Running away, as usual.
Inclining my head, I stared at my reflection in the mirror, not quite liking what I saw. My skin had a hue of pale gray to it, the bags under my eyes too pronounced in the harsh neon light. Thank God for foundation and bronzing powder, because I looked like shit and felt even worse. Maybe I’d be able to hide the way I looked, but how could I possibly make a secret out of the fact that, on a mental level, I knew I was biting off more than I could chew? Chase was a sexual guy, no doubt about that. If the way he so easily had swayed my mind and tempted me to sleep with him was any indication of our future interchange, I was doomed from the start to give in to his wants.
Judging from his confidence, he was used to getting what he wanted, and he had admitted that he wanted me. There was no doubt that he’d try to get me into his bed again. Only, now I wasn’t stupid enough to believe I could resist him, nor was I stupid enough to believe that my heart wouldn’t get involved along the way.
But Jude was right: I needed the letters to finally find closure.
So many years had passed; so many phases of depression had made me beg for such an opportunity as this. But falling in love with Chase wasn’t an option. I knew that if he pushed hard enough, I’d be all sugar and butter again. And then, in the heat of the moment, I’d open my heart, my soul, my body for him, and he’d crush it along the way. I couldn’t afford that. I couldn’t let our relationship progress.
I stopped in my thoughts and my breath hitched in my throat.
We had none, at least not in the traditional sense, I reminded myself. The few dates and a bit of flirting meant nothing.
Nothing at all.
“I’ll just have to keep my legs crossed and closed. How hard can it be?” I muttered. I had only practiced abstinence for the last twenty-two years, never trusting a guy enough to get physically and emotionally involved.
“Depends on who he is.”
I turned and shot the woman behind me a shy smile, realizing I must have spoken out loud and she must have heard it.
She was dressed in a blue dress that built a strong contrast to her red hair pinned high over her head and the thick layer of pink lipstick. Her whole attitude screamed confidence and something else I couldn’t quite pinpoint. “There’s good sex and there’s bad sex,” she continued as she inspected herself in the mirror, smacking her lips in the process. “If he looks clean, listens to you, and takes good care of you, he might be well worth it.”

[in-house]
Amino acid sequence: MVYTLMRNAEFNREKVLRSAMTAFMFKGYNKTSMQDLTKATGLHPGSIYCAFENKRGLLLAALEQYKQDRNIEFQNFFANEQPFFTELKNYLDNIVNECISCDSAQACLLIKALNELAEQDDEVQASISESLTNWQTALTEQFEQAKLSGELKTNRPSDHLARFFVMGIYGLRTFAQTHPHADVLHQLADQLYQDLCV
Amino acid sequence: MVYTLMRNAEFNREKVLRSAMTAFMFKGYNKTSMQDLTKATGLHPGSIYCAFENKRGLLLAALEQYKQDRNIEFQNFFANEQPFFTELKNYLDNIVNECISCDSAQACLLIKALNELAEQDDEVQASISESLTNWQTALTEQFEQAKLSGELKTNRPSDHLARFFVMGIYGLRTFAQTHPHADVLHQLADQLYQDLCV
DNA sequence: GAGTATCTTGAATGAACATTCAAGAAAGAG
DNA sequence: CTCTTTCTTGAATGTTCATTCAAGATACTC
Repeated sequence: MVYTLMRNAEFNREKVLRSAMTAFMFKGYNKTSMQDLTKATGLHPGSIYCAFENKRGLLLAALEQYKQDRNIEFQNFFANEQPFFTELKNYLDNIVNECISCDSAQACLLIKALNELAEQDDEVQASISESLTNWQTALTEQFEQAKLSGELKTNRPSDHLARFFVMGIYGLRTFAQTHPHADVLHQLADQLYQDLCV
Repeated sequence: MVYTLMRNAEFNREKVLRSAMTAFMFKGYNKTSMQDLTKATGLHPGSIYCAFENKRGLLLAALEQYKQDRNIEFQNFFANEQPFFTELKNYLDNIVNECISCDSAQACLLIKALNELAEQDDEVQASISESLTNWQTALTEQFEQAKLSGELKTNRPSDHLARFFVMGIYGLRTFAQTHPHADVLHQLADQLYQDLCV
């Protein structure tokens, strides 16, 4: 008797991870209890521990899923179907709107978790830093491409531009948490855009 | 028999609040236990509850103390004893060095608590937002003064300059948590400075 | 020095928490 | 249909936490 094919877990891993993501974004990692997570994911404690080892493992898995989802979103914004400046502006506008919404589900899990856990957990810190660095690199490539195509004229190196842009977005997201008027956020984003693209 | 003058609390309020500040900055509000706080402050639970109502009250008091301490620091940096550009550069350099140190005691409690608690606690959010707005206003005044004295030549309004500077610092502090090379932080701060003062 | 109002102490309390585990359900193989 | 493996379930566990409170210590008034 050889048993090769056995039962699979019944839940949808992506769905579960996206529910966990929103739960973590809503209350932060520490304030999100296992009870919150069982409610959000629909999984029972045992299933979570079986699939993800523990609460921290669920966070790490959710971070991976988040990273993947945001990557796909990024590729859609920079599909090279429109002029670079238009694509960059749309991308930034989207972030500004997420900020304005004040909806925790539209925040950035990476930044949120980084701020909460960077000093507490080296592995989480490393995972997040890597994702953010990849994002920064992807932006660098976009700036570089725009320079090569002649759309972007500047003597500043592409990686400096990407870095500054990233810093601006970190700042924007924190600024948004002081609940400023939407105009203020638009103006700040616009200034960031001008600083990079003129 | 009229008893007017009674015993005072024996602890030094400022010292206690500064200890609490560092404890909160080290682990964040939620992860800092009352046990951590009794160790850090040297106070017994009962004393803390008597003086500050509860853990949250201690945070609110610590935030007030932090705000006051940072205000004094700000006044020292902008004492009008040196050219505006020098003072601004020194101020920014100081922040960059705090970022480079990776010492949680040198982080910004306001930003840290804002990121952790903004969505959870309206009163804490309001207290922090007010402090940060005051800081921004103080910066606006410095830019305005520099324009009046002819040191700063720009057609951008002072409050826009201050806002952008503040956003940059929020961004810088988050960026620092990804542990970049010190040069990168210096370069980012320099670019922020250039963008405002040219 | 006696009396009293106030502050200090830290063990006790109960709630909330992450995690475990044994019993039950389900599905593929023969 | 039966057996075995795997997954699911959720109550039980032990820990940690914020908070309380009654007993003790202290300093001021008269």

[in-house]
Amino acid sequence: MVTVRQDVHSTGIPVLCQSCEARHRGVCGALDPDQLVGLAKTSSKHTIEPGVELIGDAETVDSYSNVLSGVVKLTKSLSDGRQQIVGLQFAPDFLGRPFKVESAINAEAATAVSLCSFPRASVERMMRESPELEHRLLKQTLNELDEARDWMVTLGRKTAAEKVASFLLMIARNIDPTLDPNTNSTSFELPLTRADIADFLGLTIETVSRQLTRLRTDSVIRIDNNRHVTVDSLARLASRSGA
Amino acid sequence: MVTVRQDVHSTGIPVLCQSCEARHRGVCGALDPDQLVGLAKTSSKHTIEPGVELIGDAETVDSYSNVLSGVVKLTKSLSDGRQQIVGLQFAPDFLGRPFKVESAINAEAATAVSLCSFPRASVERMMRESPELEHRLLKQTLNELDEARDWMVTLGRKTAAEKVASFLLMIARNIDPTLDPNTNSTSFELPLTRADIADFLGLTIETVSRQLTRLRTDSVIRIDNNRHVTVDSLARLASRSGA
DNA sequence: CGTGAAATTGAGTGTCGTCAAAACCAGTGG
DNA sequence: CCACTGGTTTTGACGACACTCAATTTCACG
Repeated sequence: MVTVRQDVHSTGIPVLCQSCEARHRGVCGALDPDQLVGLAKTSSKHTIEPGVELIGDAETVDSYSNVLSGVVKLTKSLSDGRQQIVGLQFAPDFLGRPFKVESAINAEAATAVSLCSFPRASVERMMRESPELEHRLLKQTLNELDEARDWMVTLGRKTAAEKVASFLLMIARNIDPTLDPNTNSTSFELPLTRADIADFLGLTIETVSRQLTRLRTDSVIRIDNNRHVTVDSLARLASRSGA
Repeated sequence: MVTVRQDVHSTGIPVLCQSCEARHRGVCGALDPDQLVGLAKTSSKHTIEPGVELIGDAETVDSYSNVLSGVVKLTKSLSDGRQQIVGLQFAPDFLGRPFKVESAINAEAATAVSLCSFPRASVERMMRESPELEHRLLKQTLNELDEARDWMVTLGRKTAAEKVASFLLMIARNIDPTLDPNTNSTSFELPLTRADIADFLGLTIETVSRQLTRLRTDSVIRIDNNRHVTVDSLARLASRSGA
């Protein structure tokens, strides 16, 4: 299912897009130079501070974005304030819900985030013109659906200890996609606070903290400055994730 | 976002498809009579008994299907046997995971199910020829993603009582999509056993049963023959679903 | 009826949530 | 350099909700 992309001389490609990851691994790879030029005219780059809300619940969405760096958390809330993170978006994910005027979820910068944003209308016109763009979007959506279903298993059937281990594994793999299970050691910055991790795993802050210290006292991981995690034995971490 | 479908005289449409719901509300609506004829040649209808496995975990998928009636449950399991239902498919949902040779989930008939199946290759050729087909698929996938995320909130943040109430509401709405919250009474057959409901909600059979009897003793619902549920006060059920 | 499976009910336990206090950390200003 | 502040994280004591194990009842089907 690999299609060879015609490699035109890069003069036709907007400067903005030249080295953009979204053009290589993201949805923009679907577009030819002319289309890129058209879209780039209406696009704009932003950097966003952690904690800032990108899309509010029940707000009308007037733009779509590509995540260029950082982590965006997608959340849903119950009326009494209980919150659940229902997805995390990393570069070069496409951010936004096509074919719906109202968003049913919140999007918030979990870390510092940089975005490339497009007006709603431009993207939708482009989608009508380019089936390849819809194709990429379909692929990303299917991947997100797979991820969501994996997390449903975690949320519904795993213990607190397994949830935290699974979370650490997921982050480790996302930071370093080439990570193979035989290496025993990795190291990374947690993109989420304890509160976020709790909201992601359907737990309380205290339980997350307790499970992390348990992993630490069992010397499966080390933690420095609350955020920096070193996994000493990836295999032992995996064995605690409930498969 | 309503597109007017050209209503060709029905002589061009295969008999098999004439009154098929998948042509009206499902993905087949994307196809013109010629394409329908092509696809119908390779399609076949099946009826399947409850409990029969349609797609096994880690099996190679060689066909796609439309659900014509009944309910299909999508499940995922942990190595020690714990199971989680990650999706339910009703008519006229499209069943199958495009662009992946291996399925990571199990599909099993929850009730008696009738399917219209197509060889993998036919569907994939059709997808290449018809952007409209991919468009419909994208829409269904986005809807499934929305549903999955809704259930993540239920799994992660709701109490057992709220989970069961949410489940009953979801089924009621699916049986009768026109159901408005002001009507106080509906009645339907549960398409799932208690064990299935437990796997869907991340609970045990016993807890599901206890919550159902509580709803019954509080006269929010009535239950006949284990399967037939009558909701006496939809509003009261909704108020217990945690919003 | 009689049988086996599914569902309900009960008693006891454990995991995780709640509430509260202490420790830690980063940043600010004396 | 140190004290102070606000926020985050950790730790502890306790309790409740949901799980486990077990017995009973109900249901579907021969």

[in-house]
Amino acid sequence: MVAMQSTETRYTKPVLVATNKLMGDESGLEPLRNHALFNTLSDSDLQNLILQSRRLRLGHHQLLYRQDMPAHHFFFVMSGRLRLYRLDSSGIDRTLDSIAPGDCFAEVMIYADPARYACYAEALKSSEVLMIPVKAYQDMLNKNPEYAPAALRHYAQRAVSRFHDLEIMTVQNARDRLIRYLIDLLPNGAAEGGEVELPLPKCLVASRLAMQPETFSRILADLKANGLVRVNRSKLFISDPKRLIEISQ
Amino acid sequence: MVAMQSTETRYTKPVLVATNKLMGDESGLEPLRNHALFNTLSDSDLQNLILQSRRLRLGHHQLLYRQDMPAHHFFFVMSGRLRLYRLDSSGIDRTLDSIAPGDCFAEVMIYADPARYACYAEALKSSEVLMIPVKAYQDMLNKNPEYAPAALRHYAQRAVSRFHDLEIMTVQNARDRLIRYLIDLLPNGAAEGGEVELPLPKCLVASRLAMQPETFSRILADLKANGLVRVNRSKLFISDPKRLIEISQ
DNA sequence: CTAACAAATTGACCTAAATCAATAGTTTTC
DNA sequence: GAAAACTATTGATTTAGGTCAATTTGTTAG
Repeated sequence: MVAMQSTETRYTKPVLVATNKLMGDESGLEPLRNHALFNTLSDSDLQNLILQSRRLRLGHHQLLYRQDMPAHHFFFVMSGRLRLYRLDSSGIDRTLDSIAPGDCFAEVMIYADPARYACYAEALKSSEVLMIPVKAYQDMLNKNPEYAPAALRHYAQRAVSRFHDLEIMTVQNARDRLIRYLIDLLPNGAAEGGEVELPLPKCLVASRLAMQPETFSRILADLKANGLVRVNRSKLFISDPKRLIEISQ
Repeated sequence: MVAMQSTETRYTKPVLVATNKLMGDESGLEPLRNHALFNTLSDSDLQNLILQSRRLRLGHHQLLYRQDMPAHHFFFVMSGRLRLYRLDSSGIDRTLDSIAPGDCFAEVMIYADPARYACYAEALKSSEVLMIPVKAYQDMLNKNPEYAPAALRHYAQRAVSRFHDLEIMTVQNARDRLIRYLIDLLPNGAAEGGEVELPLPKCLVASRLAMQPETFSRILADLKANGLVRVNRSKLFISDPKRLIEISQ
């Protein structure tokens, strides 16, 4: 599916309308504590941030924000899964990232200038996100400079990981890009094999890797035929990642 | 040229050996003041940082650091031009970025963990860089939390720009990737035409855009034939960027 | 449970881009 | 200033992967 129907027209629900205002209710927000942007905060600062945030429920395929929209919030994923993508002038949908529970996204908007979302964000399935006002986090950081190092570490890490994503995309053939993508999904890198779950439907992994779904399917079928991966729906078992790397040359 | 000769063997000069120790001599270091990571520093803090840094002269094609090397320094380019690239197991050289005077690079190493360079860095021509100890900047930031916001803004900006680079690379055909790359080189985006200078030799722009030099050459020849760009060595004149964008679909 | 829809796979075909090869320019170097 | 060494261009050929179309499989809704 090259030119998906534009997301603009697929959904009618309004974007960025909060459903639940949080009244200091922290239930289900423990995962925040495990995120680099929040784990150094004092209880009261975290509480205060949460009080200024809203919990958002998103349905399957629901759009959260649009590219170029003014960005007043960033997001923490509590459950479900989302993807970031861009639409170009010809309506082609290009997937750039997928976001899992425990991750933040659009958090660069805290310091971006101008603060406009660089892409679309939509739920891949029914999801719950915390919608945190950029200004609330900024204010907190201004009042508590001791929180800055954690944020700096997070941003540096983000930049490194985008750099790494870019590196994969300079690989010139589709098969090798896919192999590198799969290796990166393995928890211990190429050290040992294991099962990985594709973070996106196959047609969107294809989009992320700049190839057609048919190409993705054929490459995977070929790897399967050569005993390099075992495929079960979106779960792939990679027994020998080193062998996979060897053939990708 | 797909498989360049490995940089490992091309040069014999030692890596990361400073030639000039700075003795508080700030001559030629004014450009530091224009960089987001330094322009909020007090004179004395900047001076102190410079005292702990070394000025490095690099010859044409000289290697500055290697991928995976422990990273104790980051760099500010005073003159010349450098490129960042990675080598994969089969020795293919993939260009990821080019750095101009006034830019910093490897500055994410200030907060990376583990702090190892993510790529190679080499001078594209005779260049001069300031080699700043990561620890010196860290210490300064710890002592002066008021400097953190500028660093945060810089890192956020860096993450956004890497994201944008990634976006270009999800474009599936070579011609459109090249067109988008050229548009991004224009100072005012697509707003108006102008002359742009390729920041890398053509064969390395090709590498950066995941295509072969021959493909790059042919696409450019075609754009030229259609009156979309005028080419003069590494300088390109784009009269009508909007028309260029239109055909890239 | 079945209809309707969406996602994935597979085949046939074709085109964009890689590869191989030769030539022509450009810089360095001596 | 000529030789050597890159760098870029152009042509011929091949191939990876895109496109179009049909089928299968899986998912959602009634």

As she peered at me from under long, fake lashes, I realized what she was oozing.
“Probably,” I whispered. With a last glance at her, I headed out into a narrow hall, eager to return to Jude and finally get back home.
Only, as I scanned the crowded bar, she was nowhere to be seen. My glance swept over the busy tables and clientele, but Jude wasn’t among them. She must have met someone. There was only one person who’d know. With a sigh, I strolled to the bar and motioned the bartender to get his attention.
“G’day, Laurie.” He smiled, revealing his perfect white teeth. “What can I do for you?”
“James.” I shot the familiar face a bright grin. James was a good friend—a sexy, tanned Australian, who Jude would have dated, were it not for him playing for the other team.
Not that she hadn’t tried anyway.
“Have you seen Jude?”
His eyes brushed over the room and the tiniest hint of a frown appeared on his otherwise smooth forehead. “I saw her a few minutes ago heading outside, probably for a smoke.”
“Thanks.” I was about to turn and go looking for her, when James called after me.
“Hey, Laurie. How’s your job search coming along?”
“Still nothing. They don’t want to hire graduates unless they work for free.” I smirked. “So I might as well do a few unpaid internships. If only I’d get one without having to move, because in NYC they’re basically all snapped up for the next five years.”
He nodded, his eyes lit up with sympathy. “Well, if you need a job, feel free to ask us. We have an open position coming up. It’s yours if you want it.”
I looked at him, smiling. “Thanks. I appreciate the offer, but—” I hesitated. Could I really afford to decline?
For months I had spent hours and days looking for a job related to my degree—without any success. If I didn’t find anything soon, I’d end up in serious financial trouble, and I couldn’t afford falling into an even deeper financial hole, seeing that I had already maxed out all my credit cards. “Maybe. I will give it some thought and I’ll get back to you, okay?”